A ticket is being created for the first time, or has been newly entered. This state usually means no one has 'touched' the ticket yet.
Assigned is a state for when a ticket has been given to another team, but no one in particular is actively working on it.
3. In Progress
A ticket is to be in progress when someone is actively working on it. A ticket can go from new to in progress if the technician creating the ticket, is also the one working on it. To do so they can click "begin work".
A resolved ticket is when all of the work is done. Users receive notification that their ticket is resolved, and can choose to close it, or mark it as not completed yet.
If a user is satisfied with the resolution of their ticket, or enough time has passed a ticket will enter a closed state. Once a ticket is closed, we generally do not reopen them. A user can enter a new ticket for new issues or requests.
The pending state is where a ticket is set when we are awaiting something. This can be a response from an end user, data from a third party, arrival of an order for parts or software, or other things that would have us not actively working on a ticket.
The reopened state is for when a user chooses to reopen a ticket from the closure email. This state is similar to new/assigned but should be avoided where possible.
Incident vs. Service Request
An incident is when something is unexpectedly broken, or not working as intended.
A service request is a repeatable, and capturable request for a defined service. This means that there shouldn't be any surprises.
The goal of incident management is to restore the agreed upon service to a level that is acceptable to the business unit and IT as quick as possible.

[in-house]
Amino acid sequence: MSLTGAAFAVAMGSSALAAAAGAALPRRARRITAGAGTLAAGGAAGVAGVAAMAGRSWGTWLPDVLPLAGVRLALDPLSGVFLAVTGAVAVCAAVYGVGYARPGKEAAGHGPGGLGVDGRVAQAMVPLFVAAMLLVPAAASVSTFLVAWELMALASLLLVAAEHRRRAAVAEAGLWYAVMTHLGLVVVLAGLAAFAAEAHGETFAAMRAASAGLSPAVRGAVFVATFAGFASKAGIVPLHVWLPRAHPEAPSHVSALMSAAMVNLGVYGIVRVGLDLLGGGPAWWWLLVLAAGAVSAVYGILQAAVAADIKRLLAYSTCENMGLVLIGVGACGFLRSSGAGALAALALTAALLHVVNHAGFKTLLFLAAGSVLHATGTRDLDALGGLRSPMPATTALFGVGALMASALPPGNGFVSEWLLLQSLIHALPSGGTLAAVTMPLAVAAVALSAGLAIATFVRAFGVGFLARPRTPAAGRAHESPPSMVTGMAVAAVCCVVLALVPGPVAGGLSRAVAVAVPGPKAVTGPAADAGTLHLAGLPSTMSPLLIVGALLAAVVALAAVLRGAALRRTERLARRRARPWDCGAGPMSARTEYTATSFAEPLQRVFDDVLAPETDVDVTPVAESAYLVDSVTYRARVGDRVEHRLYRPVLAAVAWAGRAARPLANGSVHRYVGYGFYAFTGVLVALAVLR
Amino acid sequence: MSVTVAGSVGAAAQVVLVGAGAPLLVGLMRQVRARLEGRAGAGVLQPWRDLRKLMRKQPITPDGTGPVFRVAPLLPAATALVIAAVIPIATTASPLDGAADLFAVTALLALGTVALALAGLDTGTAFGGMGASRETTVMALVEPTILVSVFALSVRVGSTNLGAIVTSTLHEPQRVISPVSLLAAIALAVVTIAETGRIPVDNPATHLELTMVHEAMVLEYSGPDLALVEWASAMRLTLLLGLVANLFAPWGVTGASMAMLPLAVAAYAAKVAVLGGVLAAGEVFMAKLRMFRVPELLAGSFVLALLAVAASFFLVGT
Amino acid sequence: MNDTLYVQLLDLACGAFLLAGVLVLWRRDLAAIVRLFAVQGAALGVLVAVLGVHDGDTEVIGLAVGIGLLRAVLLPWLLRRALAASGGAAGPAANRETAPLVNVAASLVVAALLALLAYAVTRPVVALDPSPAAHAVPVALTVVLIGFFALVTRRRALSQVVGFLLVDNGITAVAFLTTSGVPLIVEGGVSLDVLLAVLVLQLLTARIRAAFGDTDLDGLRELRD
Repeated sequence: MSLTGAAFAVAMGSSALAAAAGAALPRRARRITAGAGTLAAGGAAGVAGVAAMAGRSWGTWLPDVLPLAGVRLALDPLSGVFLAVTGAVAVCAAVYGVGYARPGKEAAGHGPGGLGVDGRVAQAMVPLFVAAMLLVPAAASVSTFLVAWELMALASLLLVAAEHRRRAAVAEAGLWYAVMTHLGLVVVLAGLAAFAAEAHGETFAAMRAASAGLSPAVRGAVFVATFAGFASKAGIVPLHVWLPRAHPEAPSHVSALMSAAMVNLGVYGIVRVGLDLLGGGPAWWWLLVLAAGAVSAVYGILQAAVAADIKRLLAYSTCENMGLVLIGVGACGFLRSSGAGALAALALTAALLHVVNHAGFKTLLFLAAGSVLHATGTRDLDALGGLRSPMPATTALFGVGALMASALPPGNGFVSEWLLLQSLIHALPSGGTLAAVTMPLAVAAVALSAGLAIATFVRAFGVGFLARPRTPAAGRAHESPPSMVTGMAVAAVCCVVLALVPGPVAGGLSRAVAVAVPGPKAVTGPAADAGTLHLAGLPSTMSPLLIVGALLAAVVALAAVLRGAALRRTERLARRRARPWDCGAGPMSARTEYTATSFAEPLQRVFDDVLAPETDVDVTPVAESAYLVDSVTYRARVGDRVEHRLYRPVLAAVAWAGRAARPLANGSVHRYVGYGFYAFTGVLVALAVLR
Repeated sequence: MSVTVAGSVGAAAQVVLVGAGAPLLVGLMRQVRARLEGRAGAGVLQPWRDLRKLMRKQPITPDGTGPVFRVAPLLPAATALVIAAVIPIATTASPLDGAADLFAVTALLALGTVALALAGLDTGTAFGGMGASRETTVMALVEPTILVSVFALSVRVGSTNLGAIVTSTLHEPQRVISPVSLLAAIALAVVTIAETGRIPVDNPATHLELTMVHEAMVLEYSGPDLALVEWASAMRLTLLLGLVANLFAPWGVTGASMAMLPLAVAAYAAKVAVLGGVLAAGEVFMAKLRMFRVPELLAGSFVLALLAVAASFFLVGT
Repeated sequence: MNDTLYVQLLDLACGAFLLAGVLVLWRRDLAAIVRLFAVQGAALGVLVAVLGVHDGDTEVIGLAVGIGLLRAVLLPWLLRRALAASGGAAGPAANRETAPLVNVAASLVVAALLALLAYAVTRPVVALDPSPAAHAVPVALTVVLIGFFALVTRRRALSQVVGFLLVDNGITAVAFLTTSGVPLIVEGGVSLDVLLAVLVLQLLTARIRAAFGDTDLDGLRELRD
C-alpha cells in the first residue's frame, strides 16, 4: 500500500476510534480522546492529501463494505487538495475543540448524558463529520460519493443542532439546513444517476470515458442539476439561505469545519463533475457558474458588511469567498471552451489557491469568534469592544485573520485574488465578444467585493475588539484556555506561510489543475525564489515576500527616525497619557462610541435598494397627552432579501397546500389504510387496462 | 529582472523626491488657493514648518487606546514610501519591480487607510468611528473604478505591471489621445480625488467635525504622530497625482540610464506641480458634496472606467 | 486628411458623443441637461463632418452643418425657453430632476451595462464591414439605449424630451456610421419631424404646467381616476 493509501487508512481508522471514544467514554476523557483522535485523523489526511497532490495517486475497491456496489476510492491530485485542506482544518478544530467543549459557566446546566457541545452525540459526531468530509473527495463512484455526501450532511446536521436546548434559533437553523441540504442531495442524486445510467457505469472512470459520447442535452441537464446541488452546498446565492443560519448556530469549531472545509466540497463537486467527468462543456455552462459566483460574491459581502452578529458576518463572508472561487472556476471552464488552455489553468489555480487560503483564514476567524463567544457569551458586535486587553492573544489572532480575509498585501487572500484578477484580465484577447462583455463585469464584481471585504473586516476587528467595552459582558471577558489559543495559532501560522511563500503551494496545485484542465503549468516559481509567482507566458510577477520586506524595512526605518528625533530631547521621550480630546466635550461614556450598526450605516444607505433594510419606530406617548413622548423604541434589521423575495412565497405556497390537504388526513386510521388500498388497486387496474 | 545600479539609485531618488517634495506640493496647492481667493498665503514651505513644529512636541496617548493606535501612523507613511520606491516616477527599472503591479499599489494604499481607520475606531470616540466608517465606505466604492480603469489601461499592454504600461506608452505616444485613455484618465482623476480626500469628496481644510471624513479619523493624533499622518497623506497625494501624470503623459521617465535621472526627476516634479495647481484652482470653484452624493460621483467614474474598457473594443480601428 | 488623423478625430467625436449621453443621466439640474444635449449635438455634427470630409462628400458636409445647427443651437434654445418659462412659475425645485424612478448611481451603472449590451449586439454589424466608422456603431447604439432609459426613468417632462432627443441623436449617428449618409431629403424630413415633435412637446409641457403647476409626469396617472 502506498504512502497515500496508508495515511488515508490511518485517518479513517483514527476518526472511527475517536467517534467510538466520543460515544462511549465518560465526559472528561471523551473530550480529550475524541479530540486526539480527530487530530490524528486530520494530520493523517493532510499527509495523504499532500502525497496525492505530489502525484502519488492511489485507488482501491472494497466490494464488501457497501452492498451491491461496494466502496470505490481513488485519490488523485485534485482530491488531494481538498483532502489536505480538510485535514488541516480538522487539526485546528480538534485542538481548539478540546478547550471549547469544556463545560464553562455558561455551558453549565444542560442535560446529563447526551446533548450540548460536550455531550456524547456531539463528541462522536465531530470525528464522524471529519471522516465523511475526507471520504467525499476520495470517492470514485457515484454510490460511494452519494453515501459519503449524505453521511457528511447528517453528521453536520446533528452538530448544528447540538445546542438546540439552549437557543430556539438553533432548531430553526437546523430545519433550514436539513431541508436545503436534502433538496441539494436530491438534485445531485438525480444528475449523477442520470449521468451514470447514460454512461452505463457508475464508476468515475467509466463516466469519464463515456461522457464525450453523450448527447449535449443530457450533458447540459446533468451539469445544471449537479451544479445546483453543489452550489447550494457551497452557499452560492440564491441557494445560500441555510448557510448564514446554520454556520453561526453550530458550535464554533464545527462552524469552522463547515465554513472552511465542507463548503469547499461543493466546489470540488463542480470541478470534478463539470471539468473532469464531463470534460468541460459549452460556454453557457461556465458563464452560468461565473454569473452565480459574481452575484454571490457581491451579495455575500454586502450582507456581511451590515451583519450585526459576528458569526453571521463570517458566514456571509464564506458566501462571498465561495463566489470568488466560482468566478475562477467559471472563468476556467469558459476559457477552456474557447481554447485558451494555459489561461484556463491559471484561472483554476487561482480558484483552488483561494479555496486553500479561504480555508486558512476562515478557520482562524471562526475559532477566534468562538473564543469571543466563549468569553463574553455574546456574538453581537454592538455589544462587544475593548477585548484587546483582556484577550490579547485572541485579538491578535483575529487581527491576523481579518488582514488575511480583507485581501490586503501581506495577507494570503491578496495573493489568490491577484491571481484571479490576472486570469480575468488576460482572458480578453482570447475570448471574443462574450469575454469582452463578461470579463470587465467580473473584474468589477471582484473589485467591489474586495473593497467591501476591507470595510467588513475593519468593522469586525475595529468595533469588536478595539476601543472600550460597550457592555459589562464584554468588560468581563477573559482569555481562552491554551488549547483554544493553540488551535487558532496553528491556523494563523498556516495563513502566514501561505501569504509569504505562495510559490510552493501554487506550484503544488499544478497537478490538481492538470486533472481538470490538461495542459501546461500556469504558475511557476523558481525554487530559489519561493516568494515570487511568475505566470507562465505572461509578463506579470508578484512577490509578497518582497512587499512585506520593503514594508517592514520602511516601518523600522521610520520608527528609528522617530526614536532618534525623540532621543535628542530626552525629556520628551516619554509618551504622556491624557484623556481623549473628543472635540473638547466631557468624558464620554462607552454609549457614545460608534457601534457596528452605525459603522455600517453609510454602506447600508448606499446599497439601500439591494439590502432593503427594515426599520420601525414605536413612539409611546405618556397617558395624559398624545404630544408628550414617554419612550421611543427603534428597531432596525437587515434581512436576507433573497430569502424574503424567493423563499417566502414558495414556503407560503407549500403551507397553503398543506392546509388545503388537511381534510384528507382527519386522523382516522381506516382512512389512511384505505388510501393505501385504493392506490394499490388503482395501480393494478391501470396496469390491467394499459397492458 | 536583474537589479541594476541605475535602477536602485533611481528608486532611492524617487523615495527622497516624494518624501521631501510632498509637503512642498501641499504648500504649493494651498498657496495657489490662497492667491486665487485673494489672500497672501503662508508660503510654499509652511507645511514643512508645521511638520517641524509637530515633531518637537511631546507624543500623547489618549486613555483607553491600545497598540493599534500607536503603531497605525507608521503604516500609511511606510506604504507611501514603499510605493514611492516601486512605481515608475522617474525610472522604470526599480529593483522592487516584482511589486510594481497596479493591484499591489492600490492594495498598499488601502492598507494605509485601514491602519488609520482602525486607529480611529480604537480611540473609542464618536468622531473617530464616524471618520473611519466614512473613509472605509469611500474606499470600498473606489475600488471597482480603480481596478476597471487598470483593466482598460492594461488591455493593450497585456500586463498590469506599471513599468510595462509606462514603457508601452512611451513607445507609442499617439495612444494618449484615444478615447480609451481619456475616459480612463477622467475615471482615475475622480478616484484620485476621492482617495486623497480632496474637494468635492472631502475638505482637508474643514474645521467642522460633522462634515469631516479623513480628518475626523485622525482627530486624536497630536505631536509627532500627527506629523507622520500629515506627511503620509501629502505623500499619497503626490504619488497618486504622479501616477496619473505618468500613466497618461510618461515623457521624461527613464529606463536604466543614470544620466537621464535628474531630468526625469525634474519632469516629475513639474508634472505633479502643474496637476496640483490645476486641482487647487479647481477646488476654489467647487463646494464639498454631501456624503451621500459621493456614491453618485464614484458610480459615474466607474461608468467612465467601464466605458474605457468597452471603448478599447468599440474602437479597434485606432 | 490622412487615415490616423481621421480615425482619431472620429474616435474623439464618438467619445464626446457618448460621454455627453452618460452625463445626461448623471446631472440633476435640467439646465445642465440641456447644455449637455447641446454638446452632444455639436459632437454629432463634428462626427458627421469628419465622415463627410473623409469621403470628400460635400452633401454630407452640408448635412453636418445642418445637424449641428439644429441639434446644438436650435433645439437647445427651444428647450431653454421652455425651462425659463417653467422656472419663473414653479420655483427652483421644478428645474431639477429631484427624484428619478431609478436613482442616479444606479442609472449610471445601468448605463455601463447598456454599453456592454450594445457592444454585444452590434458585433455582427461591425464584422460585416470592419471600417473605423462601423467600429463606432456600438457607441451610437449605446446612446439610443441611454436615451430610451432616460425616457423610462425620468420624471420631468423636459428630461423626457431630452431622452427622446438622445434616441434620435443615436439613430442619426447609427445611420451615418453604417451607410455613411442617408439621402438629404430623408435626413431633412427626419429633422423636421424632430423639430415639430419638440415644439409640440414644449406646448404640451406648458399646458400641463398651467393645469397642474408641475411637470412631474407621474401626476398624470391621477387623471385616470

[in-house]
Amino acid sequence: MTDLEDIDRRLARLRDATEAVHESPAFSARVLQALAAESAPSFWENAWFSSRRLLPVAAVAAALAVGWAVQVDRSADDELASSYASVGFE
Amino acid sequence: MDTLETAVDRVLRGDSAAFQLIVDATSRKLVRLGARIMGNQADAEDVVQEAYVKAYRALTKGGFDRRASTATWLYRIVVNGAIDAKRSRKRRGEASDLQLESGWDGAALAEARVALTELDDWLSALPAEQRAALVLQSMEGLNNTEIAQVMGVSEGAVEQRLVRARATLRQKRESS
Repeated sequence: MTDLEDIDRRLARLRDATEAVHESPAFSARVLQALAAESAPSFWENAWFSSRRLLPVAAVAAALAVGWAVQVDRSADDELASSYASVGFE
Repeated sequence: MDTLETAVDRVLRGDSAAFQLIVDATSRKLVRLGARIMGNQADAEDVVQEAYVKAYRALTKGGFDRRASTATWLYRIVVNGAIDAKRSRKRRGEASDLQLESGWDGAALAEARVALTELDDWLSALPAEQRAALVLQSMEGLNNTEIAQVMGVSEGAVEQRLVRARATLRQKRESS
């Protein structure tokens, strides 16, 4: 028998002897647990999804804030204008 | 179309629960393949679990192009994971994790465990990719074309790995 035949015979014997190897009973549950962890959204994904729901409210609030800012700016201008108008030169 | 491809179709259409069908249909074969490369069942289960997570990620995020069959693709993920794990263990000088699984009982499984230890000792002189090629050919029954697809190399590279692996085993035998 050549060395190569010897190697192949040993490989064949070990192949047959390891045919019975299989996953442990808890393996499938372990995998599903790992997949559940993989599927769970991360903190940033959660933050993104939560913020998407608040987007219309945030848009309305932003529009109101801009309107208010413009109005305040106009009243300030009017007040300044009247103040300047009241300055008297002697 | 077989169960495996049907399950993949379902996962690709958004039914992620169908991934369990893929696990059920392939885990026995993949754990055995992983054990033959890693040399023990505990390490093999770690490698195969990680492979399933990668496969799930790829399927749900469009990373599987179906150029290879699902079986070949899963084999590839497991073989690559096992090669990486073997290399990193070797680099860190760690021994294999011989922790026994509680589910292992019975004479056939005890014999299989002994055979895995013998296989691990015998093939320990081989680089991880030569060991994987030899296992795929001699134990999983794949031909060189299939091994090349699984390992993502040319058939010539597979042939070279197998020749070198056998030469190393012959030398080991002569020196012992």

That's a lot of words to say, fixing whats broken!
The reason we use that specific language is because restoring the service may not always be as simple as 'break fix'.
As an example: our resolution to an incident where a user reports that their printer is broken, may be to temporarily help them connect to another printer (restoring the service of printing) while we dispatch a tech to troubleshoot their usual printer.
An example of a service request: is someone requesting a new laptop. ITS provides computer equipment on a periodic basis to all eligible FTEs, in order to provision one we need certain info such as account numbers, the specific computer configuration, and information about the user's eligibility. Because we know what we need to fulfill this request, and it is routine, we can capture that info as a service request.
If you are not the Communication Team
In Cherwell, your team may not own a ticket, but still receive a task on a ticket. In those cases you may not need to directly communicate with the end user.
If your team is handling a task, and you need more info to complete the task, feel free to complete the task and fill out the resolution details of that work-item with your request for info. The communication team can then work with the customer to get the info you need and then they can create an updated task that has what you need to get your work done.
If you are the Communication Team
If you are the communication team, e-mailing the customer is as simple as clicking on their e-mail address in the Information Bar.
We covered the Status options for a ticket, but why does this matter?
This flow chart covers the ticket lifecycle and its order, but also when to work on it throughout its lifecycle